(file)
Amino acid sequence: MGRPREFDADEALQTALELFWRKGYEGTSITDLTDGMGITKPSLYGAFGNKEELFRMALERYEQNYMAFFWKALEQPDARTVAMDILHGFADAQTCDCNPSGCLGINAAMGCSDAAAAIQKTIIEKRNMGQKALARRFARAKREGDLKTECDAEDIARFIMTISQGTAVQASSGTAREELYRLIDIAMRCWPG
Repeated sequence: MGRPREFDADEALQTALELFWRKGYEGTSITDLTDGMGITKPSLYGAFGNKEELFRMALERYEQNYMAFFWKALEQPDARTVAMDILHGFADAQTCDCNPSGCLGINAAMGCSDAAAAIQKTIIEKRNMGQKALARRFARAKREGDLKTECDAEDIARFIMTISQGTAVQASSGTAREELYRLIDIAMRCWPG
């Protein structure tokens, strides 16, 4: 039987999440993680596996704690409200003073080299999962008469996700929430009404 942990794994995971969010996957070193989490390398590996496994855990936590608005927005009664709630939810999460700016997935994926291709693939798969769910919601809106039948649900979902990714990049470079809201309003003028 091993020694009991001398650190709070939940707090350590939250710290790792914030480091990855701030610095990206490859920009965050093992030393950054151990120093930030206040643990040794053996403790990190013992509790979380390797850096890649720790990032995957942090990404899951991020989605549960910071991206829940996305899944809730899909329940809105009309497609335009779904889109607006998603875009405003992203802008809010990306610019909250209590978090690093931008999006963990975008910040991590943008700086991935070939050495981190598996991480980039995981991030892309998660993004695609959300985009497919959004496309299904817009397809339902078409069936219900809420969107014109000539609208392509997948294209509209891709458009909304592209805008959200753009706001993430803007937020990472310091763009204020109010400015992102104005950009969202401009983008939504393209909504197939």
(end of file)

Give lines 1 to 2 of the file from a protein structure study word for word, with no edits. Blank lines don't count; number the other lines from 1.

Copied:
Amino acid sequence: MGRPREFDADEALQTALELFWRKGYEGTSITDLTDGMGITKPSLYGAFGNKEELFRMALERYEQNYMAFFWKALEQPDARTVAMDILHGFADAQTCDCNPSGCLGINAAMGCSDAAAAIQKTIIEKRNMGQKALARRFARAKREGDLKTECDAEDIARFIMTISQGTAVQASSGTAREELYRLIDIAMRCWPG
Repeated sequence: MGRPREFDADEALQTALELFWRKGYEGTSITDLTDGMGITKPSLYGAFGNKEELFRMALERYEQNYMAFFWKALEQPDARTVAMDILHGFADAQTCDCNPSGCLGINAAMGCSDAAAAIQKTIIEKRNMGQKALARRFARAKREGDLKTECDAEDIARFIMTISQGTAVQASSGTAREELYRLIDIAMRCWPG